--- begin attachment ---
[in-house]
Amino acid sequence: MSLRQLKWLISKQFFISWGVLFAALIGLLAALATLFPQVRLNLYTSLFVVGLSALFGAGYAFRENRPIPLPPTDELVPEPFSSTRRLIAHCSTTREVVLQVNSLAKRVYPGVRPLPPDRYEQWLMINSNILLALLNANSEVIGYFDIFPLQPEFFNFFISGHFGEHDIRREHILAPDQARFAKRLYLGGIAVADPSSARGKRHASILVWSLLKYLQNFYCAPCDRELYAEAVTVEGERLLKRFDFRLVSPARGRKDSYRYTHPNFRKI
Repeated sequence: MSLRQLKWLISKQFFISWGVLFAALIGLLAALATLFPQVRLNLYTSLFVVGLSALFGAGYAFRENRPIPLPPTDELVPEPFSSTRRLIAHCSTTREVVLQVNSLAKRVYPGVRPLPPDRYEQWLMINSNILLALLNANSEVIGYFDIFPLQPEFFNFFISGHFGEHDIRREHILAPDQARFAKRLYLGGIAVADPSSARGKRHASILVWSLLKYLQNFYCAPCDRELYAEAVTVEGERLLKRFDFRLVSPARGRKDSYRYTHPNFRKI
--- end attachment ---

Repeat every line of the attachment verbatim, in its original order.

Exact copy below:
[in-house]
Amino acid sequence: MSLRQLKWLISKQFFISWGVLFAALIGLLAALATLFPQVRLNLYTSLFVVGLSALFGAGYAFRENRPIPLPPTDELVPEPFSSTRRLIAHCSTTREVVLQVNSLAKRVYPGVRPLPPDRYEQWLMINSNILLALLNANSEVIGYFDIFPLQPEFFNFFISGHFGEHDIRREHILAPDQARFAKRLYLGGIAVADPSSARGKRHASILVWSLLKYLQNFYCAPCDRELYAEAVTVEGERLLKRFDFRLVSPARGRKDSYRYTHPNFRKI
Repeated sequence: MSLRQLKWLISKQFFISWGVLFAALIGLLAALATLFPQVRLNLYTSLFVVGLSALFGAGYAFRENRPIPLPPTDELVPEPFSSTRRLIAHCSTTREVVLQVNSLAKRVYPGVRPLPPDRYEQWLMINSNILLALLNANSEVIGYFDIFPLQPEFFNFFISGHFGEHDIRREHILAPDQARFAKRLYLGGIAVADPSSARGKRHASILVWSLLKYLQNFYCAPCDRELYAEAVTVEGERLLKRFDFRLVSPARGRKDSYRYTHPNFRKI